- If the child is of sufficient age and capacity to make informed choices, the preference of the child;
- The child’s needs;
- The extent to which the home environment offers stability to the child;
- The level of continuity and quality of child’s education affords;
- The parents’ fitness (a parent shall not be determined unfit unless the parent’s conduct has a” substantial adverse effect on the child”);
- The proximity of the parents’ residences;
- The extent and quality of the time the parents spent with the child before and after their separation;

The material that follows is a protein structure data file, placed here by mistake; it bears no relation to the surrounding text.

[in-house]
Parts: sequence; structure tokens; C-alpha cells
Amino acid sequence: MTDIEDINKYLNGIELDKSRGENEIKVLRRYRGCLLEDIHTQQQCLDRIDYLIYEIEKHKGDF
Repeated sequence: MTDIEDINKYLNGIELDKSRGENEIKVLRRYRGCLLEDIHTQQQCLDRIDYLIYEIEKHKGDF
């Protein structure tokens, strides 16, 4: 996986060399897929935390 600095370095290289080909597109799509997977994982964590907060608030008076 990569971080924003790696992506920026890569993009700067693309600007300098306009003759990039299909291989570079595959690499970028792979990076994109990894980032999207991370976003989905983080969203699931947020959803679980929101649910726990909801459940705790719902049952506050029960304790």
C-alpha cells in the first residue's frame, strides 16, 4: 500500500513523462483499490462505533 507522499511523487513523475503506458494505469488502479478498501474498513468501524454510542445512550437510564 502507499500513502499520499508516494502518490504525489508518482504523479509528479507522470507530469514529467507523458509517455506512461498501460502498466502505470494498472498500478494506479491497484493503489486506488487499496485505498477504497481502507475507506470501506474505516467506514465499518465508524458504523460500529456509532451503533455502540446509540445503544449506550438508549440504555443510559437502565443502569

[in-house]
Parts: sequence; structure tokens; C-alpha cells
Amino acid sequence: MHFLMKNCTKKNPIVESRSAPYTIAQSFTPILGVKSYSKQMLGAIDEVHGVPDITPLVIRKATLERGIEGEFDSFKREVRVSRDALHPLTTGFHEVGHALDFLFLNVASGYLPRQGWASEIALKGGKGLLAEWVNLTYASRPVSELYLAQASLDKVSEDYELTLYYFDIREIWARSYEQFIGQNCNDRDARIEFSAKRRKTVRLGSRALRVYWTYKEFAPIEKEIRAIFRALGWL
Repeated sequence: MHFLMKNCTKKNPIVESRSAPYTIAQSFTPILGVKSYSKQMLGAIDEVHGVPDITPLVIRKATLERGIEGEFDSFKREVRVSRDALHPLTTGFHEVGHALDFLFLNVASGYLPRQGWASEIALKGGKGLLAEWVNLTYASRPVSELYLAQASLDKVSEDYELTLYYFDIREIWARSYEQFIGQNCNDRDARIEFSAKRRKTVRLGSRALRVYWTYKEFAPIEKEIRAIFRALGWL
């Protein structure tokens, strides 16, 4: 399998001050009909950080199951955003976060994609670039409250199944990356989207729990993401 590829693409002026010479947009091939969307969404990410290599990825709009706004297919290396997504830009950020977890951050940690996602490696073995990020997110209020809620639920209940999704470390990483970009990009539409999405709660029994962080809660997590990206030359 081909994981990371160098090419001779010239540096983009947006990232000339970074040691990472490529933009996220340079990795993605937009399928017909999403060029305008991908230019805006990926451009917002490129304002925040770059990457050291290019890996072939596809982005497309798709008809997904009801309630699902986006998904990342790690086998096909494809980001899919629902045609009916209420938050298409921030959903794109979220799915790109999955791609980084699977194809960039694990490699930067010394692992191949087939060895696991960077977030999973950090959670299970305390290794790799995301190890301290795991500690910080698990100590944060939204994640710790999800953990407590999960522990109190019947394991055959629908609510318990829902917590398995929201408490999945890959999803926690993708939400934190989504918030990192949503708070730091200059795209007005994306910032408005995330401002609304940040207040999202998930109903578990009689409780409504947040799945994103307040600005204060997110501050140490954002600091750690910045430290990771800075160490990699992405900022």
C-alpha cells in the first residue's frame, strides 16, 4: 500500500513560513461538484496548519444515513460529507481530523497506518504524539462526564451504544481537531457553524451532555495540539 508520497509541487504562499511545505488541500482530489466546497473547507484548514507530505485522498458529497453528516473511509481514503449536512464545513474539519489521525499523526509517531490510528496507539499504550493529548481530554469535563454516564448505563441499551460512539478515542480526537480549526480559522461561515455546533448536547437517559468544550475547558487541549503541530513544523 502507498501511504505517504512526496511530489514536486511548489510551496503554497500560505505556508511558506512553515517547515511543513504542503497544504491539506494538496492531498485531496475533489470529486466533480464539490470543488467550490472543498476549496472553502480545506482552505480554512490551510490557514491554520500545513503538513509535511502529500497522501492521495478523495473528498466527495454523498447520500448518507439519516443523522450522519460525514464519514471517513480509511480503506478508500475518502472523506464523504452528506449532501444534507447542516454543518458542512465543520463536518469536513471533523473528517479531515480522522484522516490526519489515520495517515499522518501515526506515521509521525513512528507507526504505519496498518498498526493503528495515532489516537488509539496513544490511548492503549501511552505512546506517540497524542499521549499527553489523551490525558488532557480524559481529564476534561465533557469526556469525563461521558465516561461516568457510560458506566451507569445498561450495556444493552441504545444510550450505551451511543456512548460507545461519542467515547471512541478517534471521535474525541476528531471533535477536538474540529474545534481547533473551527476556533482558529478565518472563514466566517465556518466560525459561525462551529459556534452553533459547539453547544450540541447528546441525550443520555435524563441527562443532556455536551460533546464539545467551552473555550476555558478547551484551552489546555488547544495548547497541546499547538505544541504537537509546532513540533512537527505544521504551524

- The employment obligations of the parents and how this may impact the ability to parent; and
- The number and ages of the children.
Physical Custody, Legal Custody and Joint Custody
The role that parents play in raising their children will depend on their custodial arrangement. New Jersey law provides for two types of child custody: physical and legal. Physical custody refers to the residential arrangement between a parent and child (where the child physically resides). Legal custody refers to a parent’s legal authority to make or influence decisions regarding their child’s health, education and welfare. A court has authority to make any custodial arrangement it deems to be in the best interests of the child, including but not limited to:
- Awarding sole custody to one parent with appropriate parenting time to the other
- Awarding joint legal custody with sole physical custody to one parent and appropriate parenting time to the other